Born to a wealthy family in Newton, Massachusetts, in 1928, Anne Sexton's early life looked—from the outside—like a version of the American dream. She attended a private high school, then married and settled down to take care of her house and to have children. After the birth of her second daughter, though, the illusion started to crack; Sexton became increasingly depressed, and on the day before her 28th birthday, attempted suicide. Soon after, at the suggestion of her therapist, Sexton began to write poetry. Years before other women poets would discuss the topic, Sexton's poetry presents a reading of motherhood that is at once spiritual, psychological, and historical.
In Sexton's first two books, published in 1960 and 1962, the mother is degraded, something to avoid: “to sink from the eyes of the mother”; an object of fear: “I cannot forgive your suicide, my mother said”; or an absence to mourn: “as if it were normal / to be a mother and be gone.” The endless loop of this mother as object is summed up in the final lines of Sexton's well-known poem, “The Housewife”: “A woman is her mother. / That's the main thing.”
By 1966, the poems in Live or Die bear witness to the histories of mothers who have betrayed, abandoned, and failed their daughters, but in so doing, the poems also claim these histories and reclaim these mothers: “Judas had a mother / just as I had a mother.” The later poems in this book move the speaker from the position of daughter to mother, as she writes poems addressed to her own daughters. In these poems, the mother figure is no longer simply an object, but becomes a human mother whose greatest functions are to hold and give milk to the infant.
Then in Love Poems, published in 1969, Sexton begins to move beyond this conception of motherhood into a larger understanding. As she writes in “The Breast,” “This is the key to it … Now I am your mother, your daughter, / your brand new thing—a snail, a nest.” This mother is more than human—she is circle and symbol, body and house—a source of life. This is the book that includes such poems as “In Celebration of My Uterus, You All Know the Story of the Other Woman,” and “The Ballad of the Lonely Masturbator,” poems that marked Sexton as a groundbreaking confessional poet but that also show her evolving sense of the mother-self as both sexual and spiritual. Sexton attempts in these poems to portray the great mother or ancient goddess as a great expanse, a source of life, or a lifeworld, and much of Sexton's poetry after this was also concerned with this search for the Great Mother.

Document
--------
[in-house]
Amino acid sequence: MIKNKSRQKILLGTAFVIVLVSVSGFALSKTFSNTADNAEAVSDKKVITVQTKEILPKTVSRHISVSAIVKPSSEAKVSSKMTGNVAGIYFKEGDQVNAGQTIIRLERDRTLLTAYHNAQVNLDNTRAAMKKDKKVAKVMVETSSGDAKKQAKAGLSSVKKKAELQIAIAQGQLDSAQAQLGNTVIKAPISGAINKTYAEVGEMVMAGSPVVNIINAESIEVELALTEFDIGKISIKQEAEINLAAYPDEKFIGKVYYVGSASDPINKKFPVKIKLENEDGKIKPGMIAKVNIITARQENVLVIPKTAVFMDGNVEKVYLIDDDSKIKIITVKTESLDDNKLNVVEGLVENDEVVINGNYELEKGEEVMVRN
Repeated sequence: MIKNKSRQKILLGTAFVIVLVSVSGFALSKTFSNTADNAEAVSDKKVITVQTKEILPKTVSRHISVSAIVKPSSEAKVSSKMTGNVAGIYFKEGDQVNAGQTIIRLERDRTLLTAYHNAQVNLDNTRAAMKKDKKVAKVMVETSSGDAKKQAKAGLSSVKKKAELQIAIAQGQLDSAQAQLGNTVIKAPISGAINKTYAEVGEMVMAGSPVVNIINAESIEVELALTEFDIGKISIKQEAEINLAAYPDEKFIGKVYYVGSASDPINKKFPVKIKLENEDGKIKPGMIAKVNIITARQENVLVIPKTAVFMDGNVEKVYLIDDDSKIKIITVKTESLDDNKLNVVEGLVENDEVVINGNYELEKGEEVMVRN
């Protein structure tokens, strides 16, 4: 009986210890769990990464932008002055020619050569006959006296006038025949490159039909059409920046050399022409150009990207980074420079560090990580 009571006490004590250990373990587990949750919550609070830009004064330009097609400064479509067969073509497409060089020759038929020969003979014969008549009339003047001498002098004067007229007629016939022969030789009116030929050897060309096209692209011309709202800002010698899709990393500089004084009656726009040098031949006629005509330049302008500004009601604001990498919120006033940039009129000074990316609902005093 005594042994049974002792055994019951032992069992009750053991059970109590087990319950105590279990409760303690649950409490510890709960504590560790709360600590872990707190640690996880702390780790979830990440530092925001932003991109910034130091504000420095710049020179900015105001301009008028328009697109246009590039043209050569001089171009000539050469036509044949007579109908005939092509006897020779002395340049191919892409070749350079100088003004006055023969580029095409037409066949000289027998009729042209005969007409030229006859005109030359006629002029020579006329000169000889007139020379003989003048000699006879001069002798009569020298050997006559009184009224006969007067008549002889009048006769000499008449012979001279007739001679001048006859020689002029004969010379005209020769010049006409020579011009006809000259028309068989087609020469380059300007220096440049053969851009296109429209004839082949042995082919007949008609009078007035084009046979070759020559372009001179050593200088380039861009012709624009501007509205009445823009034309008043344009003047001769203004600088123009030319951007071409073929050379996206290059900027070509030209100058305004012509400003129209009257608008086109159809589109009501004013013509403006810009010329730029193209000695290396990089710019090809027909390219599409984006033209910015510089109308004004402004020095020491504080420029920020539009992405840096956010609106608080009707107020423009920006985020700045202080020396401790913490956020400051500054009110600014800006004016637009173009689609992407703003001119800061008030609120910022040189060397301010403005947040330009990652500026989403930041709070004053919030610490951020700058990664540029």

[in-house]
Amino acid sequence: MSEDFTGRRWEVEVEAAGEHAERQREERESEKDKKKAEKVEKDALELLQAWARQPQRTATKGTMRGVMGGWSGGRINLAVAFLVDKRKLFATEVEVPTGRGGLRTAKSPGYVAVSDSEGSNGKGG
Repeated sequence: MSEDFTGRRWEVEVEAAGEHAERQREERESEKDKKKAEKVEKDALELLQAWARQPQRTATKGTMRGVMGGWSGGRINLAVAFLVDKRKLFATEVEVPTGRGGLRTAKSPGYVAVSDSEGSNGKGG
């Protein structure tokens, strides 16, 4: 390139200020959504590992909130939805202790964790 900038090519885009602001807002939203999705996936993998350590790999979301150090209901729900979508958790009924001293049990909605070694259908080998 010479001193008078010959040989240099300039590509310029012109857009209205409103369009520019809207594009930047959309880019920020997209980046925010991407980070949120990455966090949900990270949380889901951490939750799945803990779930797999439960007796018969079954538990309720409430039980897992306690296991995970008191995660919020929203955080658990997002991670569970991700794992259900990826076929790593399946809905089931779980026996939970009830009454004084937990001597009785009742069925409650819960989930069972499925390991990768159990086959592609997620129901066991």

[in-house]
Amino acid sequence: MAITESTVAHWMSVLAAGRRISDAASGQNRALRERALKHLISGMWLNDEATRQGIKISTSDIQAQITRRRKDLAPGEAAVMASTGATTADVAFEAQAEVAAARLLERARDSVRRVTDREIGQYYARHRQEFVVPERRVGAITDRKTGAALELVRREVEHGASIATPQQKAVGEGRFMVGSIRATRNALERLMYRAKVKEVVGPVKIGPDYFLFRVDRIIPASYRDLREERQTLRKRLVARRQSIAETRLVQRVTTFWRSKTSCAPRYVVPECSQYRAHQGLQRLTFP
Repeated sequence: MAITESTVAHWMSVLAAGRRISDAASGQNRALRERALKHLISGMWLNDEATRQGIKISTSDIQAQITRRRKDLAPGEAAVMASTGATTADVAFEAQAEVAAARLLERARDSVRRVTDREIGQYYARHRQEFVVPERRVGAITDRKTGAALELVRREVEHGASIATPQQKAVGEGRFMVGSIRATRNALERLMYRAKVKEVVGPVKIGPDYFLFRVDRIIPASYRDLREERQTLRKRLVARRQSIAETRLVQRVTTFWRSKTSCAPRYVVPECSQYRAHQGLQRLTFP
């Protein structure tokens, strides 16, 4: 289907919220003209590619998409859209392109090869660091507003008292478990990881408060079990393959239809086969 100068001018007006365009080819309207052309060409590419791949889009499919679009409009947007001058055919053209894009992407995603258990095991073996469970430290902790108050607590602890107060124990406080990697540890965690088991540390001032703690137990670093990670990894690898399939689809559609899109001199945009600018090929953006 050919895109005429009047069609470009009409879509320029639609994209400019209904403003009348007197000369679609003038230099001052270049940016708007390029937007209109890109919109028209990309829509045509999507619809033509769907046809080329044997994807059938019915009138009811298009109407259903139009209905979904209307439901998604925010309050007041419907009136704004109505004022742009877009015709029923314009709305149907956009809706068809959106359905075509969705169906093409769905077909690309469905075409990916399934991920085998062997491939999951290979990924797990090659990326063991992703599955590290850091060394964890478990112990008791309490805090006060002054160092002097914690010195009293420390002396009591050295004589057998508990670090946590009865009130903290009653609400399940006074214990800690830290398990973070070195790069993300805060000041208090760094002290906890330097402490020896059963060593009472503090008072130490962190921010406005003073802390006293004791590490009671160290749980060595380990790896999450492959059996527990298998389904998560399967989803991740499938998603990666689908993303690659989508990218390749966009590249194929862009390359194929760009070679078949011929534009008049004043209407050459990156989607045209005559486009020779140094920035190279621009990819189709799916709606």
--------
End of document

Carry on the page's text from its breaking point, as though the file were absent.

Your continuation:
What makes Sexton's last poems particularly remarkable is that she manages to bring sexuality and spirituality together. In poems such as “Mary's Song,” “The Fierceness of Female,” “The Consecrating Mother,” and “In Excelsis,” she shows how women's bodies, spirits, and oppression exist together, and presents a vision of the possibility for healing at all levels. While Sexton's own life ended in suicide in 1974, her later poems show an almost prophetic sense of what was to come in the work of the generations of poets after her. To claim her body as her own, Sexton's poetry teaches, a mother must learn to acknowledge her own feelings, desires, and pains as her own. This means turning from the other (either child or partner) as agent of action or desire, and toward a sense of self within the wider context of nature and spirit. In so doing, Sexton's poetry has been acclaimed as opening the way for a new generation of mother-poets who provide fuller visions of being for mothers in Western society.
Daughters and Mothers, Maternal Desire, Mother Goddess, Motherhood Poets, Mother Nature, Plath, Sylvia, Poetry, Mothers in, Sexuality and Mothering, Spirituality and Mothering
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